As ground-breaking and profound as Nanette is, I think Douglas is an even better illustration of Gadsby’s mastery of her discipline. She talks about the criticisms she heard about Nanette. Those who didn’t like it said it wasn’t funny, that it was a lecture rather than a comedy show, that Gadsby herself isn’t funny. In Douglas, Gadsby leans into those criticisms to prove that she knows exactly what she’s doing. She starts the show with a synopsis of everything she’s going to do in the show and exactly how the audience is going to react. She even says she’s going to give a lecture in the middle of the show. She then does exactly what she said she was going to do and despite having been given the synopsis, the audience reacts just as she said they would. And her lecture is hilarious. This comedian understands comedy and how to make people laugh, even when she’s subverting the conventions of comedy.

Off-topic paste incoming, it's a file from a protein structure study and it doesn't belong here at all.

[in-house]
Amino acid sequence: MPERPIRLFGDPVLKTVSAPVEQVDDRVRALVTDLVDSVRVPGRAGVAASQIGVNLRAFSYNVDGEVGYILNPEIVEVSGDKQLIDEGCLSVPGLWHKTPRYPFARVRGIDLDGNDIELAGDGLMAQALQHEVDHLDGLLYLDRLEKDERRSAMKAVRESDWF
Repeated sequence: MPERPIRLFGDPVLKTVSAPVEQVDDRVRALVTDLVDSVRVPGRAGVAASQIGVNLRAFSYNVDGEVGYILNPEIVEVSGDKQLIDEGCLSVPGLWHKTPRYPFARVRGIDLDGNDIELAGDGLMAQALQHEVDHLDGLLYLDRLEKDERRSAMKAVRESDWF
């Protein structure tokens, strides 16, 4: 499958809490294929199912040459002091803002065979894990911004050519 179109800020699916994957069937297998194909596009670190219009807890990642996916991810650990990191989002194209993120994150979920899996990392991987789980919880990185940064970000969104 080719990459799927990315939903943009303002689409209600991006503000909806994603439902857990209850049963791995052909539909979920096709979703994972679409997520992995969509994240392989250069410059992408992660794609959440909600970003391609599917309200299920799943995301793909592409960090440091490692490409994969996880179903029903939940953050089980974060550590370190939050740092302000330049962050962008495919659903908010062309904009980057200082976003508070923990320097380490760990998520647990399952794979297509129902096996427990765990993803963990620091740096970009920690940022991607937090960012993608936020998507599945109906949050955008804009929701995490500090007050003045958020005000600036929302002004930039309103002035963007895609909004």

In the Cluster Pedagogy Learning Community (CPLC), we talk a lot about how to engage our students in interdisciplinary work. Our colleague Abby Goode, in her article Slow Interdisciplinarity, writes that interdisciplinarity “entails a metacognitive awareness of one’s own discipline, and an ability to explain that discipline to others.” That is, in order to engage in interdisciplinary work, our students need to be able to explain their disciplines. We need to help our students understand our disciplines so well that they can articulate the tools, methodologies, and ways of engaging with the world utilized by the discipline, much like Gadsby does with comedy.
We have just created a new Game Design major at PSU and so I’ve been thinking about this question for this new (to us) discipline. I don’t have a full answer yet but here are some initial thoughts. Game design takes some of its tools and methodologies from computer science and some from art (as well as other disciplines but I’ll stick with these two to start). I haven’t even completely thought through these questions with respect to computer science and art.